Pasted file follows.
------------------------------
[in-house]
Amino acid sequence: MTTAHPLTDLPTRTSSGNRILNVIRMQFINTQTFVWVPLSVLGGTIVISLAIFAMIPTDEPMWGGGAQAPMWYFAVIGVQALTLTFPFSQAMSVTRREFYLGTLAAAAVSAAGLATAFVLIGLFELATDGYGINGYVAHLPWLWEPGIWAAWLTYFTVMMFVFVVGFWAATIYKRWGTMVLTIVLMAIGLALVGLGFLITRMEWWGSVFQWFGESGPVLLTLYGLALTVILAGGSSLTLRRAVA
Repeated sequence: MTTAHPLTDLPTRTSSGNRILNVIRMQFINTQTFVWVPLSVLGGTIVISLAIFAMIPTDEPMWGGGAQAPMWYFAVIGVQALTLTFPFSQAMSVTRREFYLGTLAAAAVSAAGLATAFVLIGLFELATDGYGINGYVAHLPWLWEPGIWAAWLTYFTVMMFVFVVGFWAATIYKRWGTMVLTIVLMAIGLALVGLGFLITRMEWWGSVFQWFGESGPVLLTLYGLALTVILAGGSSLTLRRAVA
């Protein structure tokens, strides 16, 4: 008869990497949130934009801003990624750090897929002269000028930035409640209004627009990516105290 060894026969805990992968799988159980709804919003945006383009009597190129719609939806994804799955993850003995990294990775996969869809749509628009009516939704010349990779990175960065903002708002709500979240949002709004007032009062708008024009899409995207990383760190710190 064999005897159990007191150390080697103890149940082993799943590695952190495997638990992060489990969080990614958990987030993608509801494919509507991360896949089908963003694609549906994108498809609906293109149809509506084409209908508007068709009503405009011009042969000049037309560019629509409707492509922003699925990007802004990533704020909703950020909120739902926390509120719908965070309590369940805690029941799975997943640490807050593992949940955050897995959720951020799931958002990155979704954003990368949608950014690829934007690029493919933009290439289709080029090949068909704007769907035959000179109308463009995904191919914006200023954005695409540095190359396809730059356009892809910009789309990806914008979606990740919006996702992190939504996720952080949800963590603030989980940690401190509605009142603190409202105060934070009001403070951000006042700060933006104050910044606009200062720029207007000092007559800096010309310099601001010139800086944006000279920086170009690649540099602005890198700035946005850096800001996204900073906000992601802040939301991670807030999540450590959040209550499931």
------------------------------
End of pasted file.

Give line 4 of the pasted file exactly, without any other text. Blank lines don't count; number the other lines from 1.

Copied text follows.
């Protein structure tokens, strides 16, 4: 008869990497949130934009801003990624750090897929002269000028930035409640209004627009990516105290 060894026969805990992968799988159980709804919003945006383009009597190129719609939806994804799955993850003995990294990775996969869809749509628009009516939704010349990779990175960065903002708002709500979240949002709004007032009062708008024009899409995207990383760190710190 064999005897159990007191150390080697103890149940082993799943590695952190495997638990992060489990969080990614958990987030993608509801494919509507991360896949089908963003694609549906994108498809609906293109149809509506084409209908508007068709009503405009011009042969000049037309560019629509409707492509922003699925990007802004990533704020909703950020909120739902926390509120719908965070309590369940805690029941799975997943640490807050593992949940955050897995959720951020799931958002990155979704954003990368949608950014690829934007690029493919933009290439289709080029090949068909704007769907035959000179109308463009995904191919914006200023954005695409540095190359396809730059356009892809910009789309990806914008979606990740919006996702992190939504996720952080949800963590603030989980940690401190509605009142603190409202105060934070009001403070951000006042700060933006104050910044606009200062720029207007000092007559800096010309310099601001010139800086944006000279920086170009690649540099602005890198700035946005850096800001996204900073906000992601802040939301991670807030999540450590959040209550499931």